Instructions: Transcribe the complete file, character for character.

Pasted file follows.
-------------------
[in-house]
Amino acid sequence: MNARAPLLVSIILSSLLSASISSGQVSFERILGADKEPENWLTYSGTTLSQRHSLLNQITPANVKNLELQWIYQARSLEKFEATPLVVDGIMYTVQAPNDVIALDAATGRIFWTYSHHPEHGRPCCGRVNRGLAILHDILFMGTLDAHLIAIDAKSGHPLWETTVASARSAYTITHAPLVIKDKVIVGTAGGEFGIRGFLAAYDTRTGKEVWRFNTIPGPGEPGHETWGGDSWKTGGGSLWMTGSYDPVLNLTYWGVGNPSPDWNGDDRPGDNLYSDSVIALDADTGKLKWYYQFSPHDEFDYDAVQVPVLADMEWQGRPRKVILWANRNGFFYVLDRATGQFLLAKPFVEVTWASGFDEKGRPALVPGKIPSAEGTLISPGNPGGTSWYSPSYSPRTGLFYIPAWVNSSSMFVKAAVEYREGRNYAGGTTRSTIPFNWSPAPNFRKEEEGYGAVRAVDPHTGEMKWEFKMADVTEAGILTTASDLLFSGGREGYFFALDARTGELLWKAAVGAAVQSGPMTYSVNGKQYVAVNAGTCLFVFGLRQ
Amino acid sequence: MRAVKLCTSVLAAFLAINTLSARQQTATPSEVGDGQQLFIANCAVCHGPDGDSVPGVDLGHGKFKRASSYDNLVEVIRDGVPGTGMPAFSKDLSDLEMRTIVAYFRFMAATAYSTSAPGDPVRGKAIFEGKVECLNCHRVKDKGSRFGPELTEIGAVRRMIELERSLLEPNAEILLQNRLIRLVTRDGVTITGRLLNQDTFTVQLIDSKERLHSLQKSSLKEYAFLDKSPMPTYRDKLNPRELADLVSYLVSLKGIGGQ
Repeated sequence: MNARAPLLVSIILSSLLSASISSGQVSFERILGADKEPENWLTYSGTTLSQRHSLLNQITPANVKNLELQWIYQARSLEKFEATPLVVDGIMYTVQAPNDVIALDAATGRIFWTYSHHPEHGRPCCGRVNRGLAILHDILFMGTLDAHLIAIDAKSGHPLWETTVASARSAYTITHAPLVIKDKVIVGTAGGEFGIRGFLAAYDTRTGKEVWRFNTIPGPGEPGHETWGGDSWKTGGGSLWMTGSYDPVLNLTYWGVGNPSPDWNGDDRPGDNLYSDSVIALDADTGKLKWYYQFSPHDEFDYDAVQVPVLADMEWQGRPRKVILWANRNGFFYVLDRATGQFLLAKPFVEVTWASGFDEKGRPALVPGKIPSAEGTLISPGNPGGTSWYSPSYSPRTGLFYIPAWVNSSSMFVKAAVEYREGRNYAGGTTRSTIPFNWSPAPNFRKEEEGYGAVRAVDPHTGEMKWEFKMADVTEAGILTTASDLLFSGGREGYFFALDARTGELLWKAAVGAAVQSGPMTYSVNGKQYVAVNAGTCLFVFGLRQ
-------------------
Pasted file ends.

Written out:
[in-house]
Amino acid sequence: MNARAPLLVSIILSSLLSASISSGQVSFERILGADKEPENWLTYSGTTLSQRHSLLNQITPANVKNLELQWIYQARSLEKFEATPLVVDGIMYTVQAPNDVIALDAATGRIFWTYSHHPEHGRPCCGRVNRGLAILHDILFMGTLDAHLIAIDAKSGHPLWETTVASARSAYTITHAPLVIKDKVIVGTAGGEFGIRGFLAAYDTRTGKEVWRFNTIPGPGEPGHETWGGDSWKTGGGSLWMTGSYDPVLNLTYWGVGNPSPDWNGDDRPGDNLYSDSVIALDADTGKLKWYYQFSPHDEFDYDAVQVPVLADMEWQGRPRKVILWANRNGFFYVLDRATGQFLLAKPFVEVTWASGFDEKGRPALVPGKIPSAEGTLISPGNPGGTSWYSPSYSPRTGLFYIPAWVNSSSMFVKAAVEYREGRNYAGGTTRSTIPFNWSPAPNFRKEEEGYGAVRAVDPHTGEMKWEFKMADVTEAGILTTASDLLFSGGREGYFFALDARTGELLWKAAVGAAVQSGPMTYSVNGKQYVAVNAGTCLFVFGLRQ
Amino acid sequence: MRAVKLCTSVLAAFLAINTLSARQQTATPSEVGDGQQLFIANCAVCHGPDGDSVPGVDLGHGKFKRASSYDNLVEVIRDGVPGTGMPAFSKDLSDLEMRTIVAYFRFMAATAYSTSAPGDPVRGKAIFEGKVECLNCHRVKDKGSRFGPELTEIGAVRRMIELERSLLEPNAEILLQNRLIRLVTRDGVTITGRLLNQDTFTVQLIDSKERLHSLQKSSLKEYAFLDKSPMPTYRDKLNPRELADLVSYLVSLKGIGGQ
Repeated sequence: MNARAPLLVSIILSSLLSASISSGQVSFERILGADKEPENWLTYSGTTLSQRHSLLNQITPANVKNLELQWIYQARSLEKFEATPLVVDGIMYTVQAPNDVIALDAATGRIFWTYSHHPEHGRPCCGRVNRGLAILHDILFMGTLDAHLIAIDAKSGHPLWETTVASARSAYTITHAPLVIKDKVIVGTAGGEFGIRGFLAAYDTRTGKEVWRFNTIPGPGEPGHETWGGDSWKTGGGSLWMTGSYDPVLNLTYWGVGNPSPDWNGDDRPGDNLYSDSVIALDADTGKLKWYYQFSPHDEFDYDAVQVPVLADMEWQGRPRKVILWANRNGFFYVLDRATGQFLLAKPFVEVTWASGFDEKGRPALVPGKIPSAEGTLISPGNPGGTSWYSPSYSPRTGLFYIPAWVNSSSMFVKAAVEYREGRNYAGGTTRSTIPFNWSPAPNFRKEEEGYGAVRAVDPHTGEMKWEFKMADVTEAGILTTASDLLFSGGREGYFFALDARTGELLWKAAVGAAVQSGPMTYSVNGKQYVAVNAGTCLFVFGLRQ